and everything was feeling baroque. And we were saying, next film, we have
to do something objective. Because we were doing subjective films where you
experience everything from the point of view of the main character. And when
we were writing, we were always thinking in those terms. When we started in
pre-production, we decided we wanted to do it handheld, mostly because of
the freedom that it would give to us and the actors. But at the same time,
we didn’t want to do this TV thing, where the camera is moving like crazy.
We started to think about everything being quite posed, watching everything
from a distance.

iW: Was shooting in sequence helpful?

Cuarón: Yes, definitely. Here, it was a luxury. The map of our shooting was
based on the map of the road trip in the film. There were two amazing
factors: Gael and Diego have known each other since they were kids and they
didn’t know Maribel [Verdú]. There were only two rehearsals with the three
of them. We were supposed to have more, but I didn’t want the ice to be
broken. So they used that as a tool. So as the ice melts between the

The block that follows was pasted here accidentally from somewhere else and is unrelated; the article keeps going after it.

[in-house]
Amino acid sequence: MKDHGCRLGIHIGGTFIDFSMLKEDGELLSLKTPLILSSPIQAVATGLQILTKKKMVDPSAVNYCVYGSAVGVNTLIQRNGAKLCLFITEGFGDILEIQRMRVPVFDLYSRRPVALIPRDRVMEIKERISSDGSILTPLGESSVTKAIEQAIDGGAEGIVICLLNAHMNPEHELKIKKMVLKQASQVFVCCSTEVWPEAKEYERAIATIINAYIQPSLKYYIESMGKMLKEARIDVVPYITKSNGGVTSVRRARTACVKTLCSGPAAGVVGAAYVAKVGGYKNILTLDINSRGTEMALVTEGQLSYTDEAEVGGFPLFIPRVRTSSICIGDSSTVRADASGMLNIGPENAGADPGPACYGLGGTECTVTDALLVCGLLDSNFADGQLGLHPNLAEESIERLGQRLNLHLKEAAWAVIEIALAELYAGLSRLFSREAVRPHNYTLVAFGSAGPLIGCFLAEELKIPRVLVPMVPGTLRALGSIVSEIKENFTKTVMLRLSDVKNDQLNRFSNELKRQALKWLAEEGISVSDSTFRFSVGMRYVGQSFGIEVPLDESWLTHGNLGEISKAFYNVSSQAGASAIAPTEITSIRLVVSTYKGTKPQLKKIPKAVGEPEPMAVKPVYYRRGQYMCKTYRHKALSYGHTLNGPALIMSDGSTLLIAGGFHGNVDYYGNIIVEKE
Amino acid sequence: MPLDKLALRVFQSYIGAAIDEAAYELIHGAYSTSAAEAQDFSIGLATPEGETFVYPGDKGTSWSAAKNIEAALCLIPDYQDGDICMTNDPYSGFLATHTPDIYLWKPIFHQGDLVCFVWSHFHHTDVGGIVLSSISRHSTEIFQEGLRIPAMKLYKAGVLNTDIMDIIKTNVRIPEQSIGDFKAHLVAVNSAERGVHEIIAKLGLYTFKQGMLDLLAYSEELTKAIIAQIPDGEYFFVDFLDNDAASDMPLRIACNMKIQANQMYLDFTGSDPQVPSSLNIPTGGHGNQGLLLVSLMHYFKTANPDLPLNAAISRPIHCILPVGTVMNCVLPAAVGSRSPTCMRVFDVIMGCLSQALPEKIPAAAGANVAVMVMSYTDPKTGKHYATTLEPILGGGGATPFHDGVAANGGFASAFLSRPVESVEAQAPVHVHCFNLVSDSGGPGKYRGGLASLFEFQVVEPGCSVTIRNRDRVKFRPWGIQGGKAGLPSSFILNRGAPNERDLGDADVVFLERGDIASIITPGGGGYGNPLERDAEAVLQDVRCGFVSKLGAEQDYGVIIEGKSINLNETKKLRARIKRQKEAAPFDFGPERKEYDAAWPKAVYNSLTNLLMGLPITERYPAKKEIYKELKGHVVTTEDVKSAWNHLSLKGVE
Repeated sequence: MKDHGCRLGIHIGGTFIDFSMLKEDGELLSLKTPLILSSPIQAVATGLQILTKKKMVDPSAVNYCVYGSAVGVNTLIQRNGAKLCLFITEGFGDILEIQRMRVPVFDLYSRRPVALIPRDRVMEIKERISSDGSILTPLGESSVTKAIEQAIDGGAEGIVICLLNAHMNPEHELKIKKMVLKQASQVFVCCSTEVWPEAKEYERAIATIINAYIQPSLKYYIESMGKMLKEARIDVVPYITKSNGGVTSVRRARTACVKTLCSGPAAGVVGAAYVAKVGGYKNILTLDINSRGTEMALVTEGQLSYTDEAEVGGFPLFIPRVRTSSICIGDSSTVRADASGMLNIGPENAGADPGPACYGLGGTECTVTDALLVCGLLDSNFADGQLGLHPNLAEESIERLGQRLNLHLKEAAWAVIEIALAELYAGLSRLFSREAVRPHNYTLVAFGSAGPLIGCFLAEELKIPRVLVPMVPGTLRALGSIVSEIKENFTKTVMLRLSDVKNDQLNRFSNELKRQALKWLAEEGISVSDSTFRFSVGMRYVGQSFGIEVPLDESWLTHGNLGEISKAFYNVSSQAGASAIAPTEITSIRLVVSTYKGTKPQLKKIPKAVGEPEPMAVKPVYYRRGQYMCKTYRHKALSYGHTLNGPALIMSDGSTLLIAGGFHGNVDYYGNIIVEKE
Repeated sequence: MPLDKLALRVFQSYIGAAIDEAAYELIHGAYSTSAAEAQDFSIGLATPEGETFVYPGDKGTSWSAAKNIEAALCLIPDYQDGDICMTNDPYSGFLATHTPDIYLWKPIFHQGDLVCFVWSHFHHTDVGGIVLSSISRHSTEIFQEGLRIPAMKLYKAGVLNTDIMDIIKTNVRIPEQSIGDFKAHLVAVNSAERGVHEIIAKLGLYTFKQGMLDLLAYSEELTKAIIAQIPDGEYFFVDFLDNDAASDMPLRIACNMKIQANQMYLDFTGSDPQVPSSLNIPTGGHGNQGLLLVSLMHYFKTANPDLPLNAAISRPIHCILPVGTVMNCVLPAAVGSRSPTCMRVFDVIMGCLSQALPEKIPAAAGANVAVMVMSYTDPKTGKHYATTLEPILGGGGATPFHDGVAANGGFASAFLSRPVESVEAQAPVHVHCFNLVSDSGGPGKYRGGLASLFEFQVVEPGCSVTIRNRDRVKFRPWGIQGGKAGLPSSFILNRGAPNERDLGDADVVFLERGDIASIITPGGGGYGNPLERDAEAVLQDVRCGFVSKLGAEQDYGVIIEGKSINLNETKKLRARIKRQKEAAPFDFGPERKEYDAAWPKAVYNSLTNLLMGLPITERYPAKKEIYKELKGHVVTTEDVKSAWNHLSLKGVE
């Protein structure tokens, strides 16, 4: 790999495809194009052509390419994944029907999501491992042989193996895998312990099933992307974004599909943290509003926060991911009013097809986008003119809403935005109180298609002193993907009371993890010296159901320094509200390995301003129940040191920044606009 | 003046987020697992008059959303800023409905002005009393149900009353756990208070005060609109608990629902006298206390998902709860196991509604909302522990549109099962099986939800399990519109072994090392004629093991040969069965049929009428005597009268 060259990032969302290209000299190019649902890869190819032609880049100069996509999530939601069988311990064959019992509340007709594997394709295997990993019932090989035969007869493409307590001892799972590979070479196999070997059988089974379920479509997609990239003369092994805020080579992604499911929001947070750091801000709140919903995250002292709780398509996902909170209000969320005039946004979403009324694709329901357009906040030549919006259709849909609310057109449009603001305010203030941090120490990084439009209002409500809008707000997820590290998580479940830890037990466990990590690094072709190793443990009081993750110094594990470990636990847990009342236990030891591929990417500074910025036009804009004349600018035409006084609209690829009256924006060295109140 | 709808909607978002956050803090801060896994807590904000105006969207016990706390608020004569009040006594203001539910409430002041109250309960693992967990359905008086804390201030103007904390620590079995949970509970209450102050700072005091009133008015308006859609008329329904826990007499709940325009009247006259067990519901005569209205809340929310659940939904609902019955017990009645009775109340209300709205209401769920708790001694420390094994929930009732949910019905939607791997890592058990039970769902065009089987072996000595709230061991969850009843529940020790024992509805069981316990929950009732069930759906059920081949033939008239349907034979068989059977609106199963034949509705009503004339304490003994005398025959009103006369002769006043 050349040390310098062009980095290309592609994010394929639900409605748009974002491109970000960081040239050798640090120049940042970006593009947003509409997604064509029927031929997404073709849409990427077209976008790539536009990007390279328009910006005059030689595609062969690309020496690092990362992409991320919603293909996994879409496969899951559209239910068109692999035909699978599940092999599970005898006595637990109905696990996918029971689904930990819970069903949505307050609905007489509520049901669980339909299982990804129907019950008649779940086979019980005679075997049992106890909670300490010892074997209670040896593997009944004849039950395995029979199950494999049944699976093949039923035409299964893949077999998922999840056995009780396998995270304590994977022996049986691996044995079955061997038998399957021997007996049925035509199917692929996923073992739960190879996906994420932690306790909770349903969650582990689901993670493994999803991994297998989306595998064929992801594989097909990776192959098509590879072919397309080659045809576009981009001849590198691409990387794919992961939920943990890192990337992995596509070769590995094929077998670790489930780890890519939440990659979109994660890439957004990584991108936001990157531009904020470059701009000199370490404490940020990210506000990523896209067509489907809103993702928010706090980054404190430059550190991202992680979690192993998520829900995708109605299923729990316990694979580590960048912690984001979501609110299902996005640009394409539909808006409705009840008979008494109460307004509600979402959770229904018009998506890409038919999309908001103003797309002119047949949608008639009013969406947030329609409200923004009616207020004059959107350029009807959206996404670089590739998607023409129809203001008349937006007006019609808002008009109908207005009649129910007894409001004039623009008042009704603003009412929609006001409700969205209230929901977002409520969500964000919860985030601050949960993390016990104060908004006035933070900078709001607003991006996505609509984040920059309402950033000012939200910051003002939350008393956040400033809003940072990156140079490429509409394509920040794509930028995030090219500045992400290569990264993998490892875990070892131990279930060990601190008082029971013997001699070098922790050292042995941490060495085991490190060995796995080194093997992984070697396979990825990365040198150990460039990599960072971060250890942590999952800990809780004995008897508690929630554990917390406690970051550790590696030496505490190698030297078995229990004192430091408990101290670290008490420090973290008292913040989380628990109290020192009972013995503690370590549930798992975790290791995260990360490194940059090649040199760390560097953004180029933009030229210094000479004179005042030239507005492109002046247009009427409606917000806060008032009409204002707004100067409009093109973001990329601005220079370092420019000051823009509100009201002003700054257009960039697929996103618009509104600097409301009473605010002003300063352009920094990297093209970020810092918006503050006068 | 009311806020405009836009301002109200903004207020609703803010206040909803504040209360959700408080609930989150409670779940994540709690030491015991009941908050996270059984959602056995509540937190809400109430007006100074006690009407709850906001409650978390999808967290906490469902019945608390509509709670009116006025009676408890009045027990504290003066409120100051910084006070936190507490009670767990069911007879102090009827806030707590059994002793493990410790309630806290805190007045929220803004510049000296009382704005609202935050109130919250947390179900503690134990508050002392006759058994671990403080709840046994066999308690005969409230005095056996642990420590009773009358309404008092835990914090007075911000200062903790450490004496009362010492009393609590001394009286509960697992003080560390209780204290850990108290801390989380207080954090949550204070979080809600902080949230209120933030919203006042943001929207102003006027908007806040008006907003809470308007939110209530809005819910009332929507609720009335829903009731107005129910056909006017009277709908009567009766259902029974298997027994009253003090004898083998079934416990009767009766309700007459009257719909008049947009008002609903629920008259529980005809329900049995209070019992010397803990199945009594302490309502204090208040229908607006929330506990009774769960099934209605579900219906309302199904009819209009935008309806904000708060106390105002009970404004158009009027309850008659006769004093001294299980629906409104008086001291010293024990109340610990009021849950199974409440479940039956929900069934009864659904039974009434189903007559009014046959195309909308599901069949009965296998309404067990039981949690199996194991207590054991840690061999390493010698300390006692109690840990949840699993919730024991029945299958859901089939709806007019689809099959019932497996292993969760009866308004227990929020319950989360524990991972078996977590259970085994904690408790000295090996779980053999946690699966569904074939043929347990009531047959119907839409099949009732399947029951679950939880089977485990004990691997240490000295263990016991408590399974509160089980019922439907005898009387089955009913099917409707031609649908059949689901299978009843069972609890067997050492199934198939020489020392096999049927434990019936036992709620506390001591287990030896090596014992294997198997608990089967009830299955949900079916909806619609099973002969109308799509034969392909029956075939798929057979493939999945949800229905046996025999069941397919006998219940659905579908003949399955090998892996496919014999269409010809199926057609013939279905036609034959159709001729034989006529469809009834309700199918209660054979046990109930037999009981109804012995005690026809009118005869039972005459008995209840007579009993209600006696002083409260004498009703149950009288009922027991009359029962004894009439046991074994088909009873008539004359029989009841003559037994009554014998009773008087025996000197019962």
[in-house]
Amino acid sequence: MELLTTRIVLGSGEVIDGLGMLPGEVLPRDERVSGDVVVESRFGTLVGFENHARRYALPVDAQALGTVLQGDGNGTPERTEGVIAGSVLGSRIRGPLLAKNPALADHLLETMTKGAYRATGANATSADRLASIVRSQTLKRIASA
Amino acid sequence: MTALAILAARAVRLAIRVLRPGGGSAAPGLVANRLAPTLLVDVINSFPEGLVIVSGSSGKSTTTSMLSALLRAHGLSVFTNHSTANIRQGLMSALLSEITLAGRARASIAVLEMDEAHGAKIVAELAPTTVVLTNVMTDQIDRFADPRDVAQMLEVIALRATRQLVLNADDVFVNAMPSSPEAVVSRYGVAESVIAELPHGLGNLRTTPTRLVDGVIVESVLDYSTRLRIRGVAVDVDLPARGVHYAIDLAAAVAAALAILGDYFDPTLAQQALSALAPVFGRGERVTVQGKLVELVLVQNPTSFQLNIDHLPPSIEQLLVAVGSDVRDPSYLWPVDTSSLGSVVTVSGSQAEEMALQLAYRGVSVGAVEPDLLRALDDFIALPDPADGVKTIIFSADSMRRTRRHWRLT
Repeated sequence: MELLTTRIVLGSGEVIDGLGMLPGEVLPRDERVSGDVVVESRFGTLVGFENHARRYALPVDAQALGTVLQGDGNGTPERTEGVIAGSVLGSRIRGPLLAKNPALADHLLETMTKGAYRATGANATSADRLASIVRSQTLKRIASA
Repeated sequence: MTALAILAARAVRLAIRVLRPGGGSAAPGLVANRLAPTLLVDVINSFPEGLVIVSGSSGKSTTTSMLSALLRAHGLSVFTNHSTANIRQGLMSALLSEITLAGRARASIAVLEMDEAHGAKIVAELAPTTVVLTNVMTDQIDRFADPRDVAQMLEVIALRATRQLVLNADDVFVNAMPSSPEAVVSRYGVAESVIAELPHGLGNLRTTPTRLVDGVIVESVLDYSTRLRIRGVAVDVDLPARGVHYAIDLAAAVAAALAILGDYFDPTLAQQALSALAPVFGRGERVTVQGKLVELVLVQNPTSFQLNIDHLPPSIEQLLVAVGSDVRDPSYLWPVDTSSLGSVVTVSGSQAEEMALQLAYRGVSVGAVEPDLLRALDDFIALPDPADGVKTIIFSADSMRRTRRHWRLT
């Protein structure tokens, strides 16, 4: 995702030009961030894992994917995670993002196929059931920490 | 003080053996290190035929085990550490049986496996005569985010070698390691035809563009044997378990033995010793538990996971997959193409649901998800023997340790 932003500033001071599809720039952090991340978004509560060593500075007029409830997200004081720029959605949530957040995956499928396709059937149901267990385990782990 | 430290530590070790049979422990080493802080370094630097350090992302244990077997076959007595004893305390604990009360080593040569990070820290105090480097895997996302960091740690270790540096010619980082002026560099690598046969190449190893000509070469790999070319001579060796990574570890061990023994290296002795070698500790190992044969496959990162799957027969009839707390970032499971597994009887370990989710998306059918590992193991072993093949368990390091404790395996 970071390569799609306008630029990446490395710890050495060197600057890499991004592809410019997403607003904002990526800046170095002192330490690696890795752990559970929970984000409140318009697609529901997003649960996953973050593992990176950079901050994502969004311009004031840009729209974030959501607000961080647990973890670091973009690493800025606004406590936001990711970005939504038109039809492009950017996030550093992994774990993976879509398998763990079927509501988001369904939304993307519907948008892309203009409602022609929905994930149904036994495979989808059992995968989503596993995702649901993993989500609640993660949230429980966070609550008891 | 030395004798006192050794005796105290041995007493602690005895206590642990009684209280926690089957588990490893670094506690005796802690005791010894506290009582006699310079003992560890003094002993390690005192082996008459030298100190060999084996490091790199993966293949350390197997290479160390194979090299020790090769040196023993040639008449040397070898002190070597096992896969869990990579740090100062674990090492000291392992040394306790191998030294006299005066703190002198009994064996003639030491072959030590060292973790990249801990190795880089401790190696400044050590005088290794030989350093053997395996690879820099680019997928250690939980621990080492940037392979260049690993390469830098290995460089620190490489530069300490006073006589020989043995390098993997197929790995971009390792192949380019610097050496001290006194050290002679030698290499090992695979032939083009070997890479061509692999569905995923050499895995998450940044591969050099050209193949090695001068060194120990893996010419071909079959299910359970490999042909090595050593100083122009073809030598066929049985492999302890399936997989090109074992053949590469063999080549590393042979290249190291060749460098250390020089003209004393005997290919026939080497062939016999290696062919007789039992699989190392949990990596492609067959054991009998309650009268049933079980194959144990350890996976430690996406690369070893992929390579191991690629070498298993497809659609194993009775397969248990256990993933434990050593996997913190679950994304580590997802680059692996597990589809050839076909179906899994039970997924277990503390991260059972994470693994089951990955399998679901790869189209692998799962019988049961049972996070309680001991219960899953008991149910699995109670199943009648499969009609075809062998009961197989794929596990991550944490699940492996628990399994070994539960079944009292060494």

characters, it was happening in real life, in the same way that Maribel was
feeling more comfortable in Mexico, the character of Louisa is feeling more
comfortable in Mexico. The only thing we shot out of continuity was the very
last scene in the coffee shop, because we wanted to get it out of the way;
otherwise, the actors would have been self-conscious working for that
climax. So they were performing in the moment, not the grand finale.

“I have a very subjective experience with my movies. I experience them and
after I finish a movie, I never see them again.”

iW: Was going back to Mexico powerful for you personally as well as a filmmaker?

Cuarón: It was the first time I spent such a long time in Mexico in maybe 10
years. It was amazing. I hadn’t gone on a road trip there in a long time. So
looking for locations was rediscovering Mexico, which in many ways hasn’t
changed. For me, it was a reclamation of Mexico. A lot of the vignettes we
had in the film were things we experienced looking for locations.